"If the attack on Hamamatsu Castle takes us into the New Year, our men will have to winter in the field. With constant surprise attacks from the enemy, our supplies will run out and the troops will fall victim to disease. In any case, the men will suffer."
"On the other hand, I fear that they may cut off our retreat along the coast and elsewhere."
"When reinforcements are added to the Oda rear guard, our men will be trapped on a narrow strip of enemy territory—a situation that will not easily be reversed. If this happens, Your Lordship's dream of marching into Kyoto will be frustrated, and we will have to open up a bloody path to retreat. Since we're mobilized at this point, why not go on with your foremost objective and march on the capital instead of attacking Hamamatsu Castle?"
Shingen sat on a camp stool in the middle of his generals, his eyes narrow slits, like needles. He nodded at each of their opinions, then said deliberately, "All your opinions are extremely reasonable. But I am certain that the Oda reinforcements will amount to no more than a small force of three or four thousand men. If the greater part of the Oda army was to turn toward Hamamatsu, the Asai and Asakura, whom I have already contacted, would strike Nobunaga from the rear. Furthermore, the shogun in Kyoto would send messages to the warrior-monks and their allies, urging them on. The Oda are not a major worry for us."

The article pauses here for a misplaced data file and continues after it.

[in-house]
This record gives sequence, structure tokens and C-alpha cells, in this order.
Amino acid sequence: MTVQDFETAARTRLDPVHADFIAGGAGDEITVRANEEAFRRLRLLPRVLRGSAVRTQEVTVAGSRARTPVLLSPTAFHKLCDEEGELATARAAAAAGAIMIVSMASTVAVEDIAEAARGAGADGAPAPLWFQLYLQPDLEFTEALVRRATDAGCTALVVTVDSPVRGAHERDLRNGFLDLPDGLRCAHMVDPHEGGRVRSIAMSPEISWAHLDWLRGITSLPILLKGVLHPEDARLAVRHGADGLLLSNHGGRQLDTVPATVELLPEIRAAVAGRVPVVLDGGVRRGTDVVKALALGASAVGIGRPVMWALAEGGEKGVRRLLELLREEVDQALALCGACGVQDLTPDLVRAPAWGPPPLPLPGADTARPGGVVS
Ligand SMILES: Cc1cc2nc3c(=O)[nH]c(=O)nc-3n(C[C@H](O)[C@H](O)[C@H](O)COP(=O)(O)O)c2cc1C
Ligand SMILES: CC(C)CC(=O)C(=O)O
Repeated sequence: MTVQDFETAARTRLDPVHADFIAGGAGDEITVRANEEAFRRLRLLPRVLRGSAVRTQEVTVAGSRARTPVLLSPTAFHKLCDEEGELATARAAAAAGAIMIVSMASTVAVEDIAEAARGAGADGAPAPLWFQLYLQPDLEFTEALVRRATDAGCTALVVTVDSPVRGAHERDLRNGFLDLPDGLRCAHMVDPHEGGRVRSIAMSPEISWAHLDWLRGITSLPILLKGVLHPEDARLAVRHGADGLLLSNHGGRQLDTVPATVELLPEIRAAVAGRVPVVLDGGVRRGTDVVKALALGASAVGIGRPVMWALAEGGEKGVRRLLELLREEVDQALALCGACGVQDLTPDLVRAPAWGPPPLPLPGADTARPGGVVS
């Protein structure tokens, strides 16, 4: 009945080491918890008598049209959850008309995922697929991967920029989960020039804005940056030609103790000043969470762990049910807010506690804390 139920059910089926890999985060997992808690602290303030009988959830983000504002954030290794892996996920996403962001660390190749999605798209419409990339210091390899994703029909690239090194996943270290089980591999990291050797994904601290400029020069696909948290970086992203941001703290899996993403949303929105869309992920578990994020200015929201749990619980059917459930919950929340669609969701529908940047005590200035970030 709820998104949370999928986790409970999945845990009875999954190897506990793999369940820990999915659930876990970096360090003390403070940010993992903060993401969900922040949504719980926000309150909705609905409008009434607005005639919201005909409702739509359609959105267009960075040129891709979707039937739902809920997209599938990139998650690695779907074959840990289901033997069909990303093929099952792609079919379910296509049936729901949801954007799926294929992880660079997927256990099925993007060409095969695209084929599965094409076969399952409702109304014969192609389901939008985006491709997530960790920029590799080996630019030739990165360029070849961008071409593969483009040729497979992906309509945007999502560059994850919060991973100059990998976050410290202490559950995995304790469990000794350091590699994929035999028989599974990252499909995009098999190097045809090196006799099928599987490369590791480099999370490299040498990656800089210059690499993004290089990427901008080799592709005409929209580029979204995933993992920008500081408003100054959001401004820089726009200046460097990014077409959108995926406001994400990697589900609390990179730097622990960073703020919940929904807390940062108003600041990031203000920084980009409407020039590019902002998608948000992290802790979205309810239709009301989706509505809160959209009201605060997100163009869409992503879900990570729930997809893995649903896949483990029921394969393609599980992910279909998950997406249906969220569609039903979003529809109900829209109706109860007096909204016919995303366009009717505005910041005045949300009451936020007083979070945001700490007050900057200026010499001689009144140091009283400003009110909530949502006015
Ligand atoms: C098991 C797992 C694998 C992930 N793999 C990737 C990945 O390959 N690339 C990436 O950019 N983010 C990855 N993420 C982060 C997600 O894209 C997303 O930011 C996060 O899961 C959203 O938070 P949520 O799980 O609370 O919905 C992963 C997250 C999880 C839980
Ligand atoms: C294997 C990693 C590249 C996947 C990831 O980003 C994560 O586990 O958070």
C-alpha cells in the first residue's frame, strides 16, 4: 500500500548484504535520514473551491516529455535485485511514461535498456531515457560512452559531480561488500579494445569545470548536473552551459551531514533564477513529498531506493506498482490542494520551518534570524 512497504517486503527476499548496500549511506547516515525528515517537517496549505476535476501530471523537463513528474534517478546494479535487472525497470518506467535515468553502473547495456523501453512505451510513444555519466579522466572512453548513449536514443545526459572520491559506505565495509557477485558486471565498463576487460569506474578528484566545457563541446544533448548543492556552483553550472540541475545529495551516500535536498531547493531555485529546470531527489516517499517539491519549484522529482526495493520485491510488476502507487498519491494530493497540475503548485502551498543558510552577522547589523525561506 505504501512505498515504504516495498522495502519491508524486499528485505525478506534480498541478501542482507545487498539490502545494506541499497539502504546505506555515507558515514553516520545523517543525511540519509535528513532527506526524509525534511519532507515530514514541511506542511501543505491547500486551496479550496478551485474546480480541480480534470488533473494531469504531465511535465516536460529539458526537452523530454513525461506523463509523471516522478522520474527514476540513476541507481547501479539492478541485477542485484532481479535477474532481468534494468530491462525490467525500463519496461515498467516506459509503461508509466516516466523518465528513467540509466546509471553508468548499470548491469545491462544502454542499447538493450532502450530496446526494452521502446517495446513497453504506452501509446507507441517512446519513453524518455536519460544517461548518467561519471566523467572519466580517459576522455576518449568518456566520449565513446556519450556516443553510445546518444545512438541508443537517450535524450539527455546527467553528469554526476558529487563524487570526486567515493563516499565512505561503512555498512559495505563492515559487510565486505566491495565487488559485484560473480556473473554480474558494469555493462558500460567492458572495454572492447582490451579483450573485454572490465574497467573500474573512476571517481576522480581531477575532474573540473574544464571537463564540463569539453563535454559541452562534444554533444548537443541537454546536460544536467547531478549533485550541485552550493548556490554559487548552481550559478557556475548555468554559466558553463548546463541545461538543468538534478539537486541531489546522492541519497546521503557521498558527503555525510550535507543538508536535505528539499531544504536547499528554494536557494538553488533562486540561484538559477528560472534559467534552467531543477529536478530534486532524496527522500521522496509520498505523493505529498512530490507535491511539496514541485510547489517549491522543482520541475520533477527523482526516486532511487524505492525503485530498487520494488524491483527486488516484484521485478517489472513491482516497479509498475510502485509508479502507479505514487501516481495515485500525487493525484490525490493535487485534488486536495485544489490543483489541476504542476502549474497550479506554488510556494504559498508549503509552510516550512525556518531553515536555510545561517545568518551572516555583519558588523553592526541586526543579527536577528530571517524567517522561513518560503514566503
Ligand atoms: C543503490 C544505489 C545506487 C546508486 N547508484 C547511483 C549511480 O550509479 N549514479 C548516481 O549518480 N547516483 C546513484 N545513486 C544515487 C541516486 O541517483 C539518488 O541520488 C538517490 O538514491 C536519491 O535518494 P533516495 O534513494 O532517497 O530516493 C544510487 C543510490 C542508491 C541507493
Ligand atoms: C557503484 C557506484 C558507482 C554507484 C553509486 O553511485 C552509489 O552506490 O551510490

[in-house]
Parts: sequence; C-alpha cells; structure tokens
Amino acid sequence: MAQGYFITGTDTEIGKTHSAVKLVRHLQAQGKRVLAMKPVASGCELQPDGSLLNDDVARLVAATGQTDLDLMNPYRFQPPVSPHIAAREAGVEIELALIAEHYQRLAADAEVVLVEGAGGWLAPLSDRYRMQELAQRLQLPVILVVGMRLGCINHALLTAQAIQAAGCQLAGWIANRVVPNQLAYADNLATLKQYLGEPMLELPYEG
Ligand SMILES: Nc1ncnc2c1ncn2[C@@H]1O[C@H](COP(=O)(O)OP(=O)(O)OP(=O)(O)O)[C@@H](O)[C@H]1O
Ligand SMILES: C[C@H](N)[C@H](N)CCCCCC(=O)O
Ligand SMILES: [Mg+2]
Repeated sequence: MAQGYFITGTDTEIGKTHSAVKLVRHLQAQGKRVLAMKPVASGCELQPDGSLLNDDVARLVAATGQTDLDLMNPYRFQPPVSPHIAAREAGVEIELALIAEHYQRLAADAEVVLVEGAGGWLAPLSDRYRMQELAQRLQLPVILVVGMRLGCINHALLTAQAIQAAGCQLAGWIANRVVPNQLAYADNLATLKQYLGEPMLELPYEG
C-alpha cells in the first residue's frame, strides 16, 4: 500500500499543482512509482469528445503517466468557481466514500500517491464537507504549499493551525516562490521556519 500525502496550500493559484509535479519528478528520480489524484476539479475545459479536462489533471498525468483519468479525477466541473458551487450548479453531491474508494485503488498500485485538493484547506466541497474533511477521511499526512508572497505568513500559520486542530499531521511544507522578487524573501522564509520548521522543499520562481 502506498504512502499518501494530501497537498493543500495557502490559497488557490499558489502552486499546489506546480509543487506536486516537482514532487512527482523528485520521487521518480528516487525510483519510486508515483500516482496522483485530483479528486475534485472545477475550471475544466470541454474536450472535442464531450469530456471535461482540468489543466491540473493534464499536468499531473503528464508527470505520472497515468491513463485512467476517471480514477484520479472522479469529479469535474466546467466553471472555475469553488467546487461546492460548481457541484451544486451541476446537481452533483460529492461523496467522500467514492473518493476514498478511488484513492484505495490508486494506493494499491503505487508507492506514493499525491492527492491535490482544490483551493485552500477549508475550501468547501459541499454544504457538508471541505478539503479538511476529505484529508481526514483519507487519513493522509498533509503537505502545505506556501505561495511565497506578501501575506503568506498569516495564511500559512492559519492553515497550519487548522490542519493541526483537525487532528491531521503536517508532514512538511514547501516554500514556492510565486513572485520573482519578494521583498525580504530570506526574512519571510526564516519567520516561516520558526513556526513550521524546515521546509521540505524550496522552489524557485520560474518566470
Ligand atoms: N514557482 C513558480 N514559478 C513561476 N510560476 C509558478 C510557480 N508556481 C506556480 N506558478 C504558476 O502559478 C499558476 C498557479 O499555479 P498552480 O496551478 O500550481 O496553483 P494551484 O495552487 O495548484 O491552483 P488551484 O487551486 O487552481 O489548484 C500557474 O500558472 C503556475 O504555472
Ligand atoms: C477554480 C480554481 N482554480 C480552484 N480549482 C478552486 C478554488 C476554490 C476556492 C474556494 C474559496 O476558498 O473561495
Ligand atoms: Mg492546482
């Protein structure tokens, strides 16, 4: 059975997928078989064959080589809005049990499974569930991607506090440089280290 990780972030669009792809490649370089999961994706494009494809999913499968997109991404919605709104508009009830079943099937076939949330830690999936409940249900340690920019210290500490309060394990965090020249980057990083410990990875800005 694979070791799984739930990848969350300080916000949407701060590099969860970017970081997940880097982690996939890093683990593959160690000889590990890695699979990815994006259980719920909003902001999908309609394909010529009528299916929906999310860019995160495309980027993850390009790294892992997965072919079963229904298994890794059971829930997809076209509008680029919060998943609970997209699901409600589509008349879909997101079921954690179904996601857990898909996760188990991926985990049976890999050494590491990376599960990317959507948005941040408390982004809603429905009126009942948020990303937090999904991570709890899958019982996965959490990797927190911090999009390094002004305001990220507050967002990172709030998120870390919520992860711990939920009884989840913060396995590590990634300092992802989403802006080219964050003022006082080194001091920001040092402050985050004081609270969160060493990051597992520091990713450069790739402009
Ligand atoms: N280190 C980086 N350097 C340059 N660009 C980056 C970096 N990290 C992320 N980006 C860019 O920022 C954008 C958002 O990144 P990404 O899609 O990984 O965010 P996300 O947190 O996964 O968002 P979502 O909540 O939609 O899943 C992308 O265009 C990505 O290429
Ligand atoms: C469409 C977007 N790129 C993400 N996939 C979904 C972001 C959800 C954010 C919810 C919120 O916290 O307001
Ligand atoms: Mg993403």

He stopped for a moment and then went on calmly, "Entering Kyoto has been my fervent desire from the very beginning. But if we just bypassed Ieyasu now, when we got to Gifu, Ieyasu would come to the aid of the Oda by obstructing our rear. Isn't the best policy to smash Ieyasu at Hamamatsu Castle, before the Oda can send him sufficient reinforcements?"
There was nothing the generals could do but accept his decision, not just because he was their lord but because they had faith in him as a superior tactician.
As they returned to their regiments, however, there was one among them, Yamagata Masakage, who thought as he looked up at the cold, pale winter sun, This man lives for war, and he has an uncommon genius as a general, but this time…